Debriefing: Wangapeka Track

This was one of the more enjoyable options of returning from the Heaphy Track, by as direct a means as possible, and as such is one of the classical combination routes. With accommodation and the supermarket in Karamea, this was also an ideal way of doing a much longer hike than would otherwise be possible.

Section (with links) Distance Track Time Break Mean speed Median time|distance Ascent Descent
Little Wanganui Road End – Taipo 20.3 km 6:56 h 0:47 h 2.93 km/h 2.74|3.66 km/h 1475 m (M+) 835 m (M+)
Taipo – Stone 18.6 km 6:09 h 0:40 h 3.03 km/h 3.12|3.52 km/h 889 m (M) 911 m (M)
Stone – Price’s Clearing 19.7 km 4:56 h 0:40 h 4.00 km/h 4.21|4.51 km/h 646 m (M-) 1033 m (M)
Totals 58.7 km 18:02 h 2:07 h 3.25 km/h 3.29|3.93 km/h 3000 m (M) 2772 m (M)
Summary of the Wangapeka Track. Climb categories are: Flat (< 1.9°/3.3%), Easy (> 1.9°/3.3%), Moderate (> 3.8°/6.6%), Demanding (> 7.5°/13%, < 15°/27%)
Wangapeka Track, speed distribution by time
Wangapeka Track, speed distribution by time

The only thing that was worrying about the track was the fact that it had been reclassified as a “route” from previously being a track. This means that upkeep of the track is downgraded, and any further slips, etc. which might impede progress will no longer be bypassed (as was the case near the Karamea end, where recent windfall has almost obliterated the track, but temporary signs have been erected to allow passage, and shortly before Wangapeka Saddle, where a detour around a major slip was well signed). This has meant that a telephone once present at the Karamea end of the track has been removed, although the telephone at Price’s Clearing was still there. These telephones provide (or provided) a secure means of arranging transport off the track at both ends. For alternative accommodation right at the Karamea end of the track, Atawhai Farmstay is a possibility (and they have a phone there as well).

Wangapeka Track, profile
Wangapeka Track, profile

The track itself sticks for the most part to travelling along three rivers: The Little Wanganui, the Taipo and Karamea, and the Wangepeka. The one major alternative route would be to go via Saxon Falls and Trevor Carter Hut down the Karamea River, and then up over the Biggs Tops route which climbs up over 1500 m before heading back down to Wangapeka Saddle. Another completely alternative route would be to take the Leslie-Karamea route, which ends at Cobb’s Reservoir near Upper Takaka. Transport from here is problematical, however.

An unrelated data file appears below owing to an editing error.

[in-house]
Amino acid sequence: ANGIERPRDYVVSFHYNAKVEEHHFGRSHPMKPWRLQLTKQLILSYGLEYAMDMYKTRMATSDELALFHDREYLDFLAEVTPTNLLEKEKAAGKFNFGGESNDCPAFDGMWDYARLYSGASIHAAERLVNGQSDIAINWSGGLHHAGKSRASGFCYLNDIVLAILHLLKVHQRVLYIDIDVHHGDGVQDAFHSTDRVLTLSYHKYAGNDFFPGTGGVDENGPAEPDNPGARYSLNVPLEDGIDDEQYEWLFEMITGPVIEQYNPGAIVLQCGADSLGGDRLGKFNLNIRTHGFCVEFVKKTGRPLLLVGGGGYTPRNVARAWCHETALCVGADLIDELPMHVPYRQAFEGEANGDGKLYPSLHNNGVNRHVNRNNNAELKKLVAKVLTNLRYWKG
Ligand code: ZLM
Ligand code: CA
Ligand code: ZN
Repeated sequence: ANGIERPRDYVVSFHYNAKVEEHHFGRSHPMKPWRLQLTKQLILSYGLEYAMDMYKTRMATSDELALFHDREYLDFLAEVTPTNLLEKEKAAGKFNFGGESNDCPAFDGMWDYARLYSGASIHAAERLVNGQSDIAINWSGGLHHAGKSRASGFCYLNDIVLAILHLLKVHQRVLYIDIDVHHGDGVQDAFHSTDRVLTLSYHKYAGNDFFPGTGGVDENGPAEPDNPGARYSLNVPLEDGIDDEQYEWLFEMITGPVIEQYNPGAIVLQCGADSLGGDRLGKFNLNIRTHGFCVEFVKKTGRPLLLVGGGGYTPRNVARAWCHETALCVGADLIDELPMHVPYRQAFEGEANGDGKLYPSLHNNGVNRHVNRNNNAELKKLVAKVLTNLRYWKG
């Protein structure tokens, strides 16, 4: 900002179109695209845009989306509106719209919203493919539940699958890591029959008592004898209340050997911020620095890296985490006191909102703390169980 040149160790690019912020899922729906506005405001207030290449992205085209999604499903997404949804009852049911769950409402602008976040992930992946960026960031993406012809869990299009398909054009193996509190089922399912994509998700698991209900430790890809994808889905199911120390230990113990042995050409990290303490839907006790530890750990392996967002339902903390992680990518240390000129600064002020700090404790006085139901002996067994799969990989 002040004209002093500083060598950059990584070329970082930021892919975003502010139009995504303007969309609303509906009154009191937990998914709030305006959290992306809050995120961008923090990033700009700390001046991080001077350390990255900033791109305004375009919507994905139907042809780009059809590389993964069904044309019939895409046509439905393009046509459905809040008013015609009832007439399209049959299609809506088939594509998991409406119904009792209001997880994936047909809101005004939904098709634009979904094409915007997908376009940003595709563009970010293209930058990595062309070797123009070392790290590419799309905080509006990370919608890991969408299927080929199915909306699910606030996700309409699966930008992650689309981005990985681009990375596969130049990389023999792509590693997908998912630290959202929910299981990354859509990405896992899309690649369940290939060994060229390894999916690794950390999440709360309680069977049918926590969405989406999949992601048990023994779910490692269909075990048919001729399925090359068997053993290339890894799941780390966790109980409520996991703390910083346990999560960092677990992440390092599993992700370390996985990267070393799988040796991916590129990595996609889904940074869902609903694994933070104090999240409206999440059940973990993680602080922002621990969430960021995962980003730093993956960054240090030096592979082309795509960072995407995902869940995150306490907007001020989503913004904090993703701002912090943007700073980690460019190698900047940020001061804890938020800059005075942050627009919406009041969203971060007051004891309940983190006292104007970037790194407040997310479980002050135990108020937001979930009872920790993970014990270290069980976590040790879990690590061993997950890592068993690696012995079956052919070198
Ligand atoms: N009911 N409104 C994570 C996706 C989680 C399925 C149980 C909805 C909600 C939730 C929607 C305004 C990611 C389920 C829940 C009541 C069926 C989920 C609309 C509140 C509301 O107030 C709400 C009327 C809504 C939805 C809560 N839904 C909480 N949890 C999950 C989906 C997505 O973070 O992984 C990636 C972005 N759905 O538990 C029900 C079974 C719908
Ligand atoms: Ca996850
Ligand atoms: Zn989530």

Other alternatives would be to redistribute the daily hiking load. For the very late start here, reaching Taipo Hut was just possible; staying at Belltown would have relieved the stress considerably. A second day to Trevor Carter would have been quite easy, as would a third day to Stone Hut by either river or mountain routes. The final part of the track is so easy, however, that it is probably not worth trying to stay at either of the King’s Huts.

The condition of the track itself was generally quite good, despite the degradation. The climb up to Little Wanganui Saddle was pretty tough, and the descent on the other side was very steep. Along the upper Karamea River there are high-water and low-water alternatives, and the low water variety involves a bit of wading up the river. From Stone Hut onwards the track improves bit by bit; from King’s Creek Hut until the end the condition is among the best that can be expected from a back country route. However, expect low-lying parts to deteriorate when the weather is bad.

Most of the huts are rather simple affairs, but most have water, firewood and a toilet. King’s Creek Hut (not to be confused with Cecil King’s historical hut a few kilometres down the track) is the most modern of the lot.

Slide Show
Click on the image to stop/start the animation

The landscape here is dominated by huge landslides, some of which date back to the 1929 Murchison earthquake.

Topo Map with GPS

The long trek back
The long trek back. Wangapeka Track: Little Wanganui Road End – Price’s Clearing, Topo+GPS (380 downloads)
Track deviations. There is good agreement between the GPS and map tracks except in the ascent to Little Wanganui Saddle. Along the final stretch of the Wangapeka River the GPS track follows the river more closely than the map track does, and I am beginning to suspect that might be cartographers’ licence, as it is quite a regular occurrence.

Technical debriefing. Both the Heaphy and the Wangapeka Tracks were somewhat marred by the loss of two (!) pairs of glasses, and forgetting to pack in the spiderman suit, which is hutwear for the evening, as well as pyjamas.

This may have been survivable (even in worse cases) but it isn’t really necessary. Precautions have to be taken to secure glasses at every step (such as not chopping wood with the glasses in the breast pocket). Packing needs to be double-checked on the morning of departure to ensure that everything is actually in the pack. I think there might have been a bit of overreliance on routine combined with a residue of jetlag. Even if it doesn’t show any redundancy in the system, there’s still no room for complacency.